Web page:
Faculty should create safe (but not necessarily comfortable) spaces for students to reflect. Examining identity can create disequilibrium and therefore discomfort, particularly for young people invested in newly constructed identities and for students from privileged backgrounds who are questioning the normative nature of their privilege. Students are better able to engage in such questioning in an environment where people respect others' integrity, refrain from assumptions, and aim for understanding rather than agreement. A safe environment allows faculty to recognize and name students' discomfort, thus challenging students to break through their barriers.
Faculty should explicitly communicate course goals related to identity exploration with students and community partners. In doing so, faculty can help students challenge positivist notions of knowledge while engaging community partners in contributing to students' sense of self. By stating these goals, faculty can be more proactive in facilitating dialogue, including uncomfortable conversations.
Finally, faculty need to attend to their own self-knowledge. Just as students' identities are constructed through developmental processes, so are faculty identities. Through self-reflection, faculty can see how their identities shape how they frame service, what texts they select, and how they make sense of what happens in their classes. Faculty can interrogate how their identities allow them to connect with certain students and elevate particular perspectives. They can use this knowledge to escape their limitations by working to understand students' different perspectives, selecting texts that represent multiple points of view, and framing service learning using multiple lenses. Knowledge of their own identities allows faculty to model for students how to interrogate the connections between identity, perspective, and service learning.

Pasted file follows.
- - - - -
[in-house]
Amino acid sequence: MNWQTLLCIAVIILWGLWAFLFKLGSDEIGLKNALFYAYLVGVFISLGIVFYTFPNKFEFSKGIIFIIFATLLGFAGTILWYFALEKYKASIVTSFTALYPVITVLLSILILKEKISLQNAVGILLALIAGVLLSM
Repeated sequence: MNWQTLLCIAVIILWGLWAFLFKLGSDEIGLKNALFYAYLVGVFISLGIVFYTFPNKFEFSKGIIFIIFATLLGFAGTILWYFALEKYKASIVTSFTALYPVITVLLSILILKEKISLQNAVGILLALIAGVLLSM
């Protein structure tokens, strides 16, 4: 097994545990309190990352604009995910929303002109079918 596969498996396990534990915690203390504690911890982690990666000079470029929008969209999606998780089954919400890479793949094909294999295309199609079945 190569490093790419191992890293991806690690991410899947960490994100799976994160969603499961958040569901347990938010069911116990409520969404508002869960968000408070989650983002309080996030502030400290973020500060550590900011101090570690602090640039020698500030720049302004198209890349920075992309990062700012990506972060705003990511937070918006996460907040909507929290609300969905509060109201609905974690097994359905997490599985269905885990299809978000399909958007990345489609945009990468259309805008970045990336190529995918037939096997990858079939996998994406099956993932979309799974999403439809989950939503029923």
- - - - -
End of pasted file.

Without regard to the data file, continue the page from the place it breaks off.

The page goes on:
Service learning can push students and faculty to explore their own identities along with those of others. Service can be the spark for examining identities, and the classroom can be a place for sharing and interrogating them.
Mitchell, T. 2008. Traditional vs. critical service-learning: Engaging the literature to differentiate two models. Michigan Journal of Community Service Learning 14(2): 50-65.
Varlotta, L. E. 1997. Service-learning as community: A critique of current conceptualizations and a charge to chart a new direction. PhD diss., Miami University.